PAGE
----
So the good news was I was jumping in with a writer whom I admired enormously; with Kathy and Callum Greene, a producer whom I’d never met; Michelle Rejwan, who had been my assistant, and whom Kathy had hired to work with her as a producer. But it was a completely unknown scenario. I had some gut instincts about where the story would have gone. But without getting in the weeds on episode eight, that was a story that Rian wrote and was telling based on seven before we met. So he was taking the thing in another direction. So we also had to respond to Episode VIII.
Abrams would not only be finishing what he started with The Force Awakens, but he would be picking up the narrative continued by Rian Johnson in The Last Jedi:
So our movie was not just following what we had started, it was following what we had started and then had been advanced by someone else. So there was that, and, finally, it was resolving nine movies. While there are some threads of larger ideas and some big picture things that had been conceived decades ago and a lot of ideas that Lawrence Kasdan and I had when we were doing Episode VII, the lack of absolute inevitability, the lack of a complete structure for this thing, given the way it was being run was an enormous challenge.
However, to answer your question—truly, finally—now that I’m back, the difference is I feel like we might’ve done it. Like, I actually feel like this crazy challenge that could have been a wildly uncomfortable contortion of ideas, and a kind of shoving-in of answers and Band-Aids and bridges and things that would have felt messy. Strangely, we were sort of relentless and almost unbearably disciplined about the story and forcing ourselves to question and answer some fundamental things that at the beginning, I absolutely had no clue how we would begin to address.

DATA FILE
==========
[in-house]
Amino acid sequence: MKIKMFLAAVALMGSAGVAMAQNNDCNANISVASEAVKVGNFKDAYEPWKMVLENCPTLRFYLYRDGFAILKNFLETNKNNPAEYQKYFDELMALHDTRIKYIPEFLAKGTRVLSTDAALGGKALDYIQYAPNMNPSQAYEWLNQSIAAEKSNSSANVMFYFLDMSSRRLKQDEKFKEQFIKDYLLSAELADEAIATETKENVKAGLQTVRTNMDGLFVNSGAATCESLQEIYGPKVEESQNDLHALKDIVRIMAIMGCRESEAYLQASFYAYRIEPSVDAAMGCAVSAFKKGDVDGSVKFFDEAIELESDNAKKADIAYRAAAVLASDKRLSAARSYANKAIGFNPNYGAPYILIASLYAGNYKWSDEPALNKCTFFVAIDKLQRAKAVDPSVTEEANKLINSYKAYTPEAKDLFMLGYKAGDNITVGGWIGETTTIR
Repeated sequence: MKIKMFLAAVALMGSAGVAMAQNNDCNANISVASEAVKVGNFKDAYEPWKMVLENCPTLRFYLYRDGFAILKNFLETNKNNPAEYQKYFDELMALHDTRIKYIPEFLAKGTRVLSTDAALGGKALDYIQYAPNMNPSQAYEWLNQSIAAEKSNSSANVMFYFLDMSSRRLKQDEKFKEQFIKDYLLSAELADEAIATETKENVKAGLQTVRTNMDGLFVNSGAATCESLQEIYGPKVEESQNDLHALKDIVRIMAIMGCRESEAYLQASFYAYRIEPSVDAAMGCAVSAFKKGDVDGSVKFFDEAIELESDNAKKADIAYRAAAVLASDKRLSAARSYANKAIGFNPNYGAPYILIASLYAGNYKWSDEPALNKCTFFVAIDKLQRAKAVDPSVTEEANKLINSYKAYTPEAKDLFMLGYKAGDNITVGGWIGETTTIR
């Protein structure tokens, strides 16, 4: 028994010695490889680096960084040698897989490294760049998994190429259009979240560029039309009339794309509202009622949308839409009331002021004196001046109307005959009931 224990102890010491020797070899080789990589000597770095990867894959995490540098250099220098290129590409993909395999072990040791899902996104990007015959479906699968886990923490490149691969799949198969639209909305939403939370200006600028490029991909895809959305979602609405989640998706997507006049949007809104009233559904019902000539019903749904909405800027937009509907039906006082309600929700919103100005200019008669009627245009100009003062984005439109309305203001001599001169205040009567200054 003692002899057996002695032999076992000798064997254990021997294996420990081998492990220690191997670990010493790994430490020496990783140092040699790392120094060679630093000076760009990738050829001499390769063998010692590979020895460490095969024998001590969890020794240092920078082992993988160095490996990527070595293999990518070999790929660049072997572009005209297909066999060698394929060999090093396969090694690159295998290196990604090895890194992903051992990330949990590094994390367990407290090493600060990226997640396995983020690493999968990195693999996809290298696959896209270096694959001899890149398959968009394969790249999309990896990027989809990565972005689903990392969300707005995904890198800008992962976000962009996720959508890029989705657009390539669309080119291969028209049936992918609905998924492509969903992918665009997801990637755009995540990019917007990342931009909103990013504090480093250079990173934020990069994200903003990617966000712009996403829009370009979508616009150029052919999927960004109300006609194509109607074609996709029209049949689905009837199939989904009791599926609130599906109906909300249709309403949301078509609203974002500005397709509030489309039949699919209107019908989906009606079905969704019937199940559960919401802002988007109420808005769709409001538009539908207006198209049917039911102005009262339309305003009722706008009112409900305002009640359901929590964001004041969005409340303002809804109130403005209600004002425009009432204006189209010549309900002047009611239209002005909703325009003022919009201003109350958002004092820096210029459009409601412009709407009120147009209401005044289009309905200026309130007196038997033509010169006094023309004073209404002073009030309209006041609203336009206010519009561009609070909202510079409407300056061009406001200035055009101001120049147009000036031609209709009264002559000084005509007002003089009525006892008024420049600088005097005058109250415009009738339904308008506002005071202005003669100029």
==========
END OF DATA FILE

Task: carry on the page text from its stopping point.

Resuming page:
Lastly, Abrams expresses (with a healthy degree of humility) his excitement and sense of accomplishment with the movie they’ve made:
I feel like we’ve gotten to a place—without jinxing anything or sounding more confident than I deserve to be—I feel like we’re in a place where we might have something incredibly special. So I feel relief being home, and I feel gratitude that I got to do it. And more than anything, I’m excited about what I think we might have.
The above is only a small portion of the original interview, focusing on the Star Wars related bits of the discussion. For the full interview, including Abrams’ comments on his company (Bad Robot) and his recent deal with Apple, click HERE.
Jordan Pate is Co-Lead Editor and Senior Writer for Star Wars News Net, of which he is also a member of the book and comic review team. He loves all things Star Wars, but when he’s not spending time in the galaxy far far away, he might be found in our own galaxy hanging out in Gotham City or at 1407 Graymalkin Lane, Salem Center, NY.